Analysts say Mugabe is worried about the developments in Tunisia where protesting youths brought down a regime which had been in power for over 23 years. Similar angry protests have since spread to Egypt and Yemen, where impoverished citizens want their leaders to step down. Just like Mugabe, both Hosni Mubarak in Egypt and Ali Abdullah Saleh in Yemen have been in power for more than 30 years.
Mugabe’s regime has traditionally relied on violence, mainly using party militia, state security agents, soldiers and police to harass, intimidate, beat up, torture and kill opposition activists. After losing the March 2008 harmonized parliamentary and presidential election, ZANU PF deployed the army in Operation Mavhotera Papi (Where Did You Vote?), killing over 500 people in the process and torturing tens of thousands.
Signs of a similar campaign have already emerged. MDC activists in their urban strongholds of Harare and Chitungwiza are being attacked by hordes of ZANU PF youths, bused in from rural areas. The impoverished youths are usually offered free alcohol and money to beat up opposition supporters. Whenever the MDC activists fight back the police and army come in to assist the ZANU PF youths.
On Saturday two MDC activists were hospitalized in the intensive care unit of a private clinic following a savage attack by a mob of ZANU PF youths and soldiers in the Budiriro suburb of Harare. One of them, William Makuwari, was shot in the left leg by the assailants. He identified Godfrey Gomwe, a ZANU PF chairperson in the area, as one of the shooters. But, as usual, the police refused to make any arrests.
Highlighting the intensity of the violence are reports that nearly 200 MDC supporters sought refuge at the party’s Harvest House headquarters, after being chased from their homes by marauding ZANU PF mobs. This month even Finance Minister Tendai Biti has warned; “The tell-tale signs are already there that you could have another bloodbath,” if elections are held and there is no outside help.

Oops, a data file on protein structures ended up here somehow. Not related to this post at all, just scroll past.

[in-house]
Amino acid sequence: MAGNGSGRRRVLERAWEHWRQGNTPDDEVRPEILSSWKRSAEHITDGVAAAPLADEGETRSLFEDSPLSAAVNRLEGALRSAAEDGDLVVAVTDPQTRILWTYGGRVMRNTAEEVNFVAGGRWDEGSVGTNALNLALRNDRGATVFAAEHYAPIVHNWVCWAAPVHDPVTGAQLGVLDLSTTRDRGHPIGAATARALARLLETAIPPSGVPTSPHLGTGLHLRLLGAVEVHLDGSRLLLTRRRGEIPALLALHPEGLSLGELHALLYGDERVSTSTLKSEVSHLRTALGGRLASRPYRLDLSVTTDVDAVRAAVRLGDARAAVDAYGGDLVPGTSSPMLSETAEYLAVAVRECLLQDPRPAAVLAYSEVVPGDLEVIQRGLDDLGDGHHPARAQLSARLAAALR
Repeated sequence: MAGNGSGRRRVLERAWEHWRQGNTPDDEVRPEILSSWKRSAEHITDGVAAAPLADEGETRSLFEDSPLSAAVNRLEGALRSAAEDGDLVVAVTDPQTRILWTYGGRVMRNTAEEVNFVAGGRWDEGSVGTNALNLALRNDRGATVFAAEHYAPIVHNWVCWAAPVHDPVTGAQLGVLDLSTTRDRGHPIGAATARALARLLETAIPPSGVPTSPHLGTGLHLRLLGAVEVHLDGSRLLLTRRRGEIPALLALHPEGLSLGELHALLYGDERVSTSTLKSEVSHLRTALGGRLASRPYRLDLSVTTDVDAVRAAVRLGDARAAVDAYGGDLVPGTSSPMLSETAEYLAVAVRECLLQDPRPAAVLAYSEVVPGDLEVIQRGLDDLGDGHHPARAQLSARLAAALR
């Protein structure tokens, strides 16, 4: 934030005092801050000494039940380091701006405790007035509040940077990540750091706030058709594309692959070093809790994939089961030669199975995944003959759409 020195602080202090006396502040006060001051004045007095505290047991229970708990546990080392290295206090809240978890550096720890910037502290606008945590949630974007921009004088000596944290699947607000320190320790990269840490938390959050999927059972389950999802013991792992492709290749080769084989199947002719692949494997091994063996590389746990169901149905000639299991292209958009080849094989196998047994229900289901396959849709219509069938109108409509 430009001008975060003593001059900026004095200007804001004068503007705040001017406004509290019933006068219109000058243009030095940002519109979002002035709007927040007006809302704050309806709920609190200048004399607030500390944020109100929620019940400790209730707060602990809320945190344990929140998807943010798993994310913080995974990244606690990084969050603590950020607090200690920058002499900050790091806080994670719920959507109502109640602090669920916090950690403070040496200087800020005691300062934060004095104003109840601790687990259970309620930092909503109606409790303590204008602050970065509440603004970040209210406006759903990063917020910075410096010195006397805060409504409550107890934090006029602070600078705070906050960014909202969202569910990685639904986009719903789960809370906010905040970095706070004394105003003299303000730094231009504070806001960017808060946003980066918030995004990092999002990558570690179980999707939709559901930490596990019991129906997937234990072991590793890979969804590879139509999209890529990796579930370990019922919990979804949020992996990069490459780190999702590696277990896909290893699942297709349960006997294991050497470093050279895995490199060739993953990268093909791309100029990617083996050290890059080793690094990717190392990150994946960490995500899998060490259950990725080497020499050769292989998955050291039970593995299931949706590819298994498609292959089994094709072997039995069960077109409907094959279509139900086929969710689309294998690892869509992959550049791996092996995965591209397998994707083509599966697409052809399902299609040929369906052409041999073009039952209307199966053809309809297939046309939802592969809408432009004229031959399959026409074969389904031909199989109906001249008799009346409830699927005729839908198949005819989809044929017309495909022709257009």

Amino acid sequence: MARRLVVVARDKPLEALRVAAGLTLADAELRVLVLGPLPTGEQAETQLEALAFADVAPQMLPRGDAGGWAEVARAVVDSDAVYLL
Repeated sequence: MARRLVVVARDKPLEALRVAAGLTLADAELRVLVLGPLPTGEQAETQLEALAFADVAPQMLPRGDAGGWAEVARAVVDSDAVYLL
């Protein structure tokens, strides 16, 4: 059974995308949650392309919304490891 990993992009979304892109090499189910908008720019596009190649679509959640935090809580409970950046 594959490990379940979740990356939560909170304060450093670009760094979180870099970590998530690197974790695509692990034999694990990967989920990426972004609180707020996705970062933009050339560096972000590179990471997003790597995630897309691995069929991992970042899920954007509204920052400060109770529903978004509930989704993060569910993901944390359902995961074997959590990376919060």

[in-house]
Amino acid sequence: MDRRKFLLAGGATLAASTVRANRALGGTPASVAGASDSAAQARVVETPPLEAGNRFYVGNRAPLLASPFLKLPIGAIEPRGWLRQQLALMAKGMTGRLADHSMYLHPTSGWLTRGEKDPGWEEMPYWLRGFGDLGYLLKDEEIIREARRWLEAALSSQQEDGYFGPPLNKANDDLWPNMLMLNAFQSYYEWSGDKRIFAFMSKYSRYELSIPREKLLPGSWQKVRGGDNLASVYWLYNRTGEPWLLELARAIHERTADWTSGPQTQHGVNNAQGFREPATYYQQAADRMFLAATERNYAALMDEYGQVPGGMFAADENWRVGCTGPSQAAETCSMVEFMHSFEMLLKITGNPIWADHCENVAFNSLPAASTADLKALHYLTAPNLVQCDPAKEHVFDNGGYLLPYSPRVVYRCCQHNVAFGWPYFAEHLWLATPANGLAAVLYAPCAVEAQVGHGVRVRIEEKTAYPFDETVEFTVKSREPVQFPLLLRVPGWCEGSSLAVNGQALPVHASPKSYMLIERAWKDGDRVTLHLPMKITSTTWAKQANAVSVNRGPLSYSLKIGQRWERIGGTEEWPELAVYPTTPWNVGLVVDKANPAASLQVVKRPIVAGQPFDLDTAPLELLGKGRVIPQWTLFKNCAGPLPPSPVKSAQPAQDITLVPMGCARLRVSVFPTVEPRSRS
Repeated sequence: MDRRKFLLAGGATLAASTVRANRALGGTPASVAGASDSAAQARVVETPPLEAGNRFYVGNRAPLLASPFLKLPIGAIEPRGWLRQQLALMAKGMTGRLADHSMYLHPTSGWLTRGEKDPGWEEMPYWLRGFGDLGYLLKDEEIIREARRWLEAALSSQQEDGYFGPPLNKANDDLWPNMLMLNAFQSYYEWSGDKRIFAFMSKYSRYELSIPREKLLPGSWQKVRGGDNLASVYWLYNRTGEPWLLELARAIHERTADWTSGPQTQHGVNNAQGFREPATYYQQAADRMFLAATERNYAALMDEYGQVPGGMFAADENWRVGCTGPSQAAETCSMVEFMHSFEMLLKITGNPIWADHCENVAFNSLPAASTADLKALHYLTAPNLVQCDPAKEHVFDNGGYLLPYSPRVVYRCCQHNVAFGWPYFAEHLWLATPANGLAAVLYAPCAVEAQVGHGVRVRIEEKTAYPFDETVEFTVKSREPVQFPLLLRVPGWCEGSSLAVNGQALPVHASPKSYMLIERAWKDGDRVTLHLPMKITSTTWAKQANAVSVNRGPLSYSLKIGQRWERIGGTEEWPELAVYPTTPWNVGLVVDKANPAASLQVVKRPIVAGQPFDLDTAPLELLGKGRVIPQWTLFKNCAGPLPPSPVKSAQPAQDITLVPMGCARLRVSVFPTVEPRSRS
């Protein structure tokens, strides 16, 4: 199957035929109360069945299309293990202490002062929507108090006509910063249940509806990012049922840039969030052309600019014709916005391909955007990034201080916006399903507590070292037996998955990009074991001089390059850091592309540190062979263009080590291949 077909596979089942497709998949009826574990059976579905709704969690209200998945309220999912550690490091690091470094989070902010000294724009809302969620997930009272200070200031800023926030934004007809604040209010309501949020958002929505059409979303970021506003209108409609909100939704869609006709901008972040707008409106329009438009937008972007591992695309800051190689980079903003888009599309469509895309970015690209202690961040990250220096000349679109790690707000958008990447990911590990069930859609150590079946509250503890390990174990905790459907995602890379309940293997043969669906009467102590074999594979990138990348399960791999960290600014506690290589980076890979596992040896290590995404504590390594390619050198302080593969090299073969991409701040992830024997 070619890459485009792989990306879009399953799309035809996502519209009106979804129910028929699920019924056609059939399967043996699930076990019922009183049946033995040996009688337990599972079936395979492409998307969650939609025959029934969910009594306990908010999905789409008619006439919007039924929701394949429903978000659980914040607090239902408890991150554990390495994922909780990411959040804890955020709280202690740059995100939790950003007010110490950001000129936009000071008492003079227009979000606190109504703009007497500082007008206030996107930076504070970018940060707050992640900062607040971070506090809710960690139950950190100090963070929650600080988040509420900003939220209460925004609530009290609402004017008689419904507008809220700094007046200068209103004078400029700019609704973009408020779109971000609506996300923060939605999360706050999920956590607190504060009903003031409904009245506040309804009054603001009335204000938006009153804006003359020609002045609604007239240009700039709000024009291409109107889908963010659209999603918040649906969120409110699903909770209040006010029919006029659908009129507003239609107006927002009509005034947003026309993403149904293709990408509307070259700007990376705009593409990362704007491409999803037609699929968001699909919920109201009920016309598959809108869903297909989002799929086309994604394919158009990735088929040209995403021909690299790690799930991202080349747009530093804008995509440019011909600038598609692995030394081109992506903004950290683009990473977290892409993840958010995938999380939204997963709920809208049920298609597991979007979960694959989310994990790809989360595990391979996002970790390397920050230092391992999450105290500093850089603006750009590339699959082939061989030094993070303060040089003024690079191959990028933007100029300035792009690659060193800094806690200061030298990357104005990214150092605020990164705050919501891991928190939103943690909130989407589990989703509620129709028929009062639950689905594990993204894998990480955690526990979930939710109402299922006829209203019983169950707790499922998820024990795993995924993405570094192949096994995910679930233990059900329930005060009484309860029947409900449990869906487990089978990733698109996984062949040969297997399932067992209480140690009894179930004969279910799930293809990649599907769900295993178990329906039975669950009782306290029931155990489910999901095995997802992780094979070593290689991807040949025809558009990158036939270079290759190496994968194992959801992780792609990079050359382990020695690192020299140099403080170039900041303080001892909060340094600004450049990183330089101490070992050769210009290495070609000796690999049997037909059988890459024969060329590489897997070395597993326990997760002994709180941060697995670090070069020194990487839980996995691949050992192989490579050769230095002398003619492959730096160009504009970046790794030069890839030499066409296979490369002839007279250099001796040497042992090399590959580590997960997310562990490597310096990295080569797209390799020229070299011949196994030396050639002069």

There is a school of thought that in addition to laying the groundwork of terror in preparation for a chaotic election, Mugabe’s regime has one eye on discouraging people from contemplating the sort of protests seen in Tunisia, Egypt and Yemen. Using social networking tools like Facebook and Twitter activists in those countries have shown that cyber-activism can be translated effectively into protests on the streets.
Demonstrators are being urged to ‘meet in large numbers in their own neighbourhoods, away from police and soldiers, before moving towards key locations.’ Leaflets are also being produced offering advice on how to deal with police brutality, like using dustbins to protect against baton sticks and rubber bullets, and wearing scarves to protect against tear gas.
The effectiveness of sites like Facebook and Twitter has been demonstrated by the the fact that the Egyptian government has shut them down.
With more than 5 million Zimbabweans having access to mobile phones and the growing use of mobile internet, activists see the potential for some sort of similar organization, in cyberspace, for Zimbabweans. – SW Radio